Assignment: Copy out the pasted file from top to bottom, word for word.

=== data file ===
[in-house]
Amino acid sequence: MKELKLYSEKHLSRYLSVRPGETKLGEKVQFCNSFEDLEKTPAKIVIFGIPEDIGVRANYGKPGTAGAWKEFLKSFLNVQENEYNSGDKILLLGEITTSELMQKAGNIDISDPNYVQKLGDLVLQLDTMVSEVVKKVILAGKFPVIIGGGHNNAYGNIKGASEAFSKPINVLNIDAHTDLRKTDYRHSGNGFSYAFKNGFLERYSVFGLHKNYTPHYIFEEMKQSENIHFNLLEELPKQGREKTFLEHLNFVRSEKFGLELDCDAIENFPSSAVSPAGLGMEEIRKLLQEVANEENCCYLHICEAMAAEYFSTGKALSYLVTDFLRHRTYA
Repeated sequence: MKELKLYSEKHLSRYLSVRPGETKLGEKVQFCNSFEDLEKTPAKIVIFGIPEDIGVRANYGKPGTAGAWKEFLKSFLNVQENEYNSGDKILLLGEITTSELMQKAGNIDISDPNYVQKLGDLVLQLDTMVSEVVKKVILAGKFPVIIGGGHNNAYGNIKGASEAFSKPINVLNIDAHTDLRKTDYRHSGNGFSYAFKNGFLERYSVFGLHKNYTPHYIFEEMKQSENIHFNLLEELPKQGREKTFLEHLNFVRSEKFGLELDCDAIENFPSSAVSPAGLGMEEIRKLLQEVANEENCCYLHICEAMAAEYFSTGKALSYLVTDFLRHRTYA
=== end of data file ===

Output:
[in-house]
Amino acid sequence: MKELKLYSEKHLSRYLSVRPGETKLGEKVQFCNSFEDLEKTPAKIVIFGIPEDIGVRANYGKPGTAGAWKEFLKSFLNVQENEYNSGDKILLLGEITTSELMQKAGNIDISDPNYVQKLGDLVLQLDTMVSEVVKKVILAGKFPVIIGGGHNNAYGNIKGASEAFSKPINVLNIDAHTDLRKTDYRHSGNGFSYAFKNGFLERYSVFGLHKNYTPHYIFEEMKQSENIHFNLLEELPKQGREKTFLEHLNFVRSEKFGLELDCDAIENFPSSAVSPAGLGMEEIRKLLQEVANEENCCYLHICEAMAAEYFSTGKALSYLVTDFLRHRTYA
Repeated sequence: MKELKLYSEKHLSRYLSVRPGETKLGEKVQFCNSFEDLEKTPAKIVIFGIPEDIGVRANYGKPGTAGAWKEFLKSFLNVQENEYNSGDKILLLGEITTSELMQKAGNIDISDPNYVQKLGDLVLQLDTMVSEVVKKVILAGKFPVIIGGGHNNAYGNIKGASEAFSKPINVLNIDAHTDLRKTDYRHSGNGFSYAFKNGFLERYSVFGLHKNYTPHYIFEEMKQSENIHFNLLEELPKQGREKTFLEHLNFVRSEKFGLELDCDAIENFPSSAVSPAGLGMEEIRKLLQEVANEENCCYLHICEAMAAEYFSTGKALSYLVTDFLRHRTYA